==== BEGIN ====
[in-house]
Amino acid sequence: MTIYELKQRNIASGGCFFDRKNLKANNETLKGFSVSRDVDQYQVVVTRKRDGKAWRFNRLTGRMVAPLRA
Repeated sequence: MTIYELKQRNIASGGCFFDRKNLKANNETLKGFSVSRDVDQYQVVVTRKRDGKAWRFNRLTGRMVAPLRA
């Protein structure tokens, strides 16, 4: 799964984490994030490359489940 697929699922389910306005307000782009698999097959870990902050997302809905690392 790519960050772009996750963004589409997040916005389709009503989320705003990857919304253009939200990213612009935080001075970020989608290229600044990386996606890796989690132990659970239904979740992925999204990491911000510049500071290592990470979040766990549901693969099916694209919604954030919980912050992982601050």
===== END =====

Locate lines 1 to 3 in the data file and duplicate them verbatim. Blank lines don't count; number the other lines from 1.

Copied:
[in-house]
Amino acid sequence: MTIYELKQRNIASGGCFFDRKNLKANNETLKGFSVSRDVDQYQVVVTRKRDGKAWRFNRLTGRMVAPLRA
Repeated sequence: MTIYELKQRNIASGGCFFDRKNLKANNETLKGFSVSRDVDQYQVVVTRKRDGKAWRFNRLTGRMVAPLRA